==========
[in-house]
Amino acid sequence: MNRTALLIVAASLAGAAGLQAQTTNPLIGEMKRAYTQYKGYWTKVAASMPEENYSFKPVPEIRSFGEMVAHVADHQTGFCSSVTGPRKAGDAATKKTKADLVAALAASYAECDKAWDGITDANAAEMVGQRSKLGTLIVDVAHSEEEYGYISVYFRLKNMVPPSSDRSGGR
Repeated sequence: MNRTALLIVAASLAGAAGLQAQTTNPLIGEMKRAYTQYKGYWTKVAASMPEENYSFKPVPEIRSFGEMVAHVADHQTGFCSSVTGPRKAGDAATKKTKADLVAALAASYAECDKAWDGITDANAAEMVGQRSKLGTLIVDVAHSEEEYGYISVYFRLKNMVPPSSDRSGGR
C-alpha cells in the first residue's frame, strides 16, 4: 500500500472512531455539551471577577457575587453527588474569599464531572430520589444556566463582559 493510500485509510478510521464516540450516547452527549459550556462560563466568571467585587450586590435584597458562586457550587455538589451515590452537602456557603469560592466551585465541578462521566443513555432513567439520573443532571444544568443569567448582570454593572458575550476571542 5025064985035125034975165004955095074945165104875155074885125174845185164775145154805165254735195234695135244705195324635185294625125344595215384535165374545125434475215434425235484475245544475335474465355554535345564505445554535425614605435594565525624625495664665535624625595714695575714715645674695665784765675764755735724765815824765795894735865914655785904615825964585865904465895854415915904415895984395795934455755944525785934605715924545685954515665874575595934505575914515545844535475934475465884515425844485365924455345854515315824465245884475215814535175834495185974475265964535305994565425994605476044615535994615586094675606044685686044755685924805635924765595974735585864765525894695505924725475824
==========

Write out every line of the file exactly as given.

[in-house]
Amino acid sequence: MNRTALLIVAASLAGAAGLQAQTTNPLIGEMKRAYTQYKGYWTKVAASMPEENYSFKPVPEIRSFGEMVAHVADHQTGFCSSVTGPRKAGDAATKKTKADLVAALAASYAECDKAWDGITDANAAEMVGQRSKLGTLIVDVAHSEEEYGYISVYFRLKNMVPPSSDRSGGR
Repeated sequence: MNRTALLIVAASLAGAAGLQAQTTNPLIGEMKRAYTQYKGYWTKVAASMPEENYSFKPVPEIRSFGEMVAHVADHQTGFCSSVTGPRKAGDAATKKTKADLVAALAASYAECDKAWDGITDANAAEMVGQRSKLGTLIVDVAHSEEEYGYISVYFRLKNMVPPSSDRSGGR
C-alpha cells in the first residue's frame, strides 16, 4: 500500500472512531455539551471577577457575587453527588474569599464531572430520589444556566463582559 493510500485509510478510521464516540450516547452527549459550556462560563466568571467585587450586590435584597458562586457550587455538589451515590452537602456557603469560592466551585465541578462521566443513555432513567439520573443532571444544568443569567448582570454593572458575550476571542 5025064985035125034975165004955095074945165104875155074885125174845185164775145154805165254735195234695135244705195324635185294625125344595215384535165374545125434475215434425235484475245544475335474465355554535345564505445554535425614605435594565525624625495664665535624625595714695575714715645674695665784765675764755735724765815824765795894735865914655785904615825964585865904465895854415915904415895984395795934455755944525785934605715924545685954515665874575595934505575914515545844535475934475465884515425844485365924455345854515315824465245884475215814535175834495185974475265964535305994565425994605476044615535994615586094675606044685686044755685924805635924765595974735585864765525894695505924725475824